Pathology of PMWS

The pathology of PMWS, and the other PCVD, was recently reviewed by Segales et al (2004) and the results of a survey of 396 affected pigs is summarised in rank order of occurrence, in Table 1 [17]. At necropsy, the carcase is emaciated and pale, the most obvious features are the findings of non-collapsed, tan coloured lungs and the observation of multiple enlarged lymph nodes. On their cut surface the lymph nodes show a homogenous texture rather than the follicular structure found in normal lymph nodes. Multiple white foci are commonly seen in the kidney and gastric ulceration is often present. Other more variable findings include hepatic shrinkage or enlargement, and jaundice. Clinical and pathological evidence for congestive heart failure was found amongst PMWS-affected pigs, including ascites, pleural effusion, pulmonary oedema, and flaccid myocardium has been described [18] which might potentially be a consequence of pre- or peri-natal infection of cardiomyocytes by PCV2 [19].

Macroscopic finding
Frequency
%
Wasting / emaciation
318
80
Non-collapsed, tan coloured lungs
255
64
Pulmonary consolidation
235
59
Enlargement of >1 lymph node
209
53
Gastric ulceration (pars oesophagea)
113
29
Serositis (mono or poly)
99
25
Serous atrophy of fat
90
23
Kidneys with white foci
73
18
Hepatic atrophy
13
3
Fibro-necrotising colitis
13
3
Jaundice
12
3
Taken from: Segales et al, 2004.
Histopathological evaluation of lymphoid tissue from affected pigs reveals extensive loss of the normal follicular architecture with depletion of lymphocytes from the B and T cell regions and replacement by a homogeneous, or occasionally patchy, infiltrate of histiocytic cells intermixed with occasional multinucleate giant cells. Another key feature is the presence, within the histiocytic and giant cell populations, of large numbers of grape-like basophilic, cytoplasmic inclusion bodies. Immunohistochemical (IHC) and in situ hybridisation (ISH) studies have identified these inclusions as PCV2 [2, 20, 21]. Lesions are not always detectable in all lymph nodes in an affected pig and further, lesions may be only mild, especially in recently infected or convalescent animals. Notable histopathological changes are described in the lungs of affected pigs where a marked interstitial pneumonia with inter-alveolar lympho-histiocytic infiltrate may be observed, with variable numbers of multinucleate giant cells and macrophages present [20]. The presence of PCV2 can be demonstrated in these cells, even in the absence of inclusion bodies, by ISH ([20]. In cases of PRDC, the final histopathological picture depends upon the prevailing aetiological agents but lympho-histiocytic infiltrates throughout the lung is characteristic for PCV2 infection and fibroplastic changes are typically found in the bronchial and bronchiolar mucosa and submucosa of affected animals ([17, 22].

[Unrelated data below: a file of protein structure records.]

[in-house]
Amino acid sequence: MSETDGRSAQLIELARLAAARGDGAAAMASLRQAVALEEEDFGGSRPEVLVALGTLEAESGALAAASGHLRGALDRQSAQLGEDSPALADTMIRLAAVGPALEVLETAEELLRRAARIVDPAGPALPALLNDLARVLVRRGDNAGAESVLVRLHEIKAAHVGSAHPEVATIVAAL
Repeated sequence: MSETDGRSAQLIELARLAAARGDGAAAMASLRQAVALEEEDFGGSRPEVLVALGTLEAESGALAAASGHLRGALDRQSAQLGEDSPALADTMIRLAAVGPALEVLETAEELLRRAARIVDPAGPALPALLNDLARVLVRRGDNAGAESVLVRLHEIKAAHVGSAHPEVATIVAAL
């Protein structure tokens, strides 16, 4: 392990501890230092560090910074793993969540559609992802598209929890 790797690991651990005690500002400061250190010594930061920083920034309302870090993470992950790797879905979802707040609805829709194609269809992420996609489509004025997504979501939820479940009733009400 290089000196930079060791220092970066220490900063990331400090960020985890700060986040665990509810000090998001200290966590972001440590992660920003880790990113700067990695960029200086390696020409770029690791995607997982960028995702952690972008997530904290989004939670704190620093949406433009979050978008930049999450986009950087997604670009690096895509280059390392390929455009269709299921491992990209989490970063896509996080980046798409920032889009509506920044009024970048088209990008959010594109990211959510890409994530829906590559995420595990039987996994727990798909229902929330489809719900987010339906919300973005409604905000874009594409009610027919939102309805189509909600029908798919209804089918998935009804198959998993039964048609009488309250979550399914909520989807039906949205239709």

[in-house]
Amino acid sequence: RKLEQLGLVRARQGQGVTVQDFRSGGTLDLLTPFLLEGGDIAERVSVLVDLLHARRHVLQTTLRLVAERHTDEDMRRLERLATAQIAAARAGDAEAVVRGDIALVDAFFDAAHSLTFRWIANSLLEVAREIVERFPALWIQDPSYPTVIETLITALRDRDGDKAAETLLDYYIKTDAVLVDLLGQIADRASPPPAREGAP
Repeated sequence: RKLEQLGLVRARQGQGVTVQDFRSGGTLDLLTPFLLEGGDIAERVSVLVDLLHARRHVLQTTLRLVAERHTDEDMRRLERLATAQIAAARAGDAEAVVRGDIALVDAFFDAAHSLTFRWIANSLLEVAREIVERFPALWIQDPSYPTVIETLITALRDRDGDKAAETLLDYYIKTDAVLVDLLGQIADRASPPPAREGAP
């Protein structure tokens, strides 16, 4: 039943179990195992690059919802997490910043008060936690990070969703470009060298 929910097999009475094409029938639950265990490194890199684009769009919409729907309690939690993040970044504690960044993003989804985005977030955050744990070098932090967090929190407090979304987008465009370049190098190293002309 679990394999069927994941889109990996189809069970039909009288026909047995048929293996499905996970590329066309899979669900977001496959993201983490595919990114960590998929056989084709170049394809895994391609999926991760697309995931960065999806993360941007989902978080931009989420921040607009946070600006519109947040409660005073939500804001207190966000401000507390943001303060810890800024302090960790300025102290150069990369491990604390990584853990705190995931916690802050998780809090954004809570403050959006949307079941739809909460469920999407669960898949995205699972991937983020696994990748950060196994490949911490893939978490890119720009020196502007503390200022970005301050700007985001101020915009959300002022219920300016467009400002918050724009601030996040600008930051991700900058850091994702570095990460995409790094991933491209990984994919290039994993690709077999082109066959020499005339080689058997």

Diagnosis of PMWS

There is a need to differentiate between a herd diagnosis of PMWS and an individual definition of PMWS since Segales et al (2003) [23] noted that a small number of cases of PMWS can occur on farms that otherwise show good production data and low overall mortality. Similarly, diagnosis of PMWS in an individual pig from a farm experiencing increased wasting and mortality does not infer a herd diagnosis of PMWS until other potential causes of wasting (enteric diseases, viral diseases including PRRS) have been excluded.
The currently accepted approach to diagnosis of PMWS at the level of the individual pig is based upon the observations of Sorden et al (2000) and is comprised of 3 components [24], all of which must be present:
  1. Clinical signs including wasting, in weaned pigs, as described above.
  2. Gross pathological findings including emaciation, interstitial pneumonia, and usually lymphadenopathy, as described above.
  3. Demonstration of the presence of PCV2 in pathological lesions by IHC or ISH.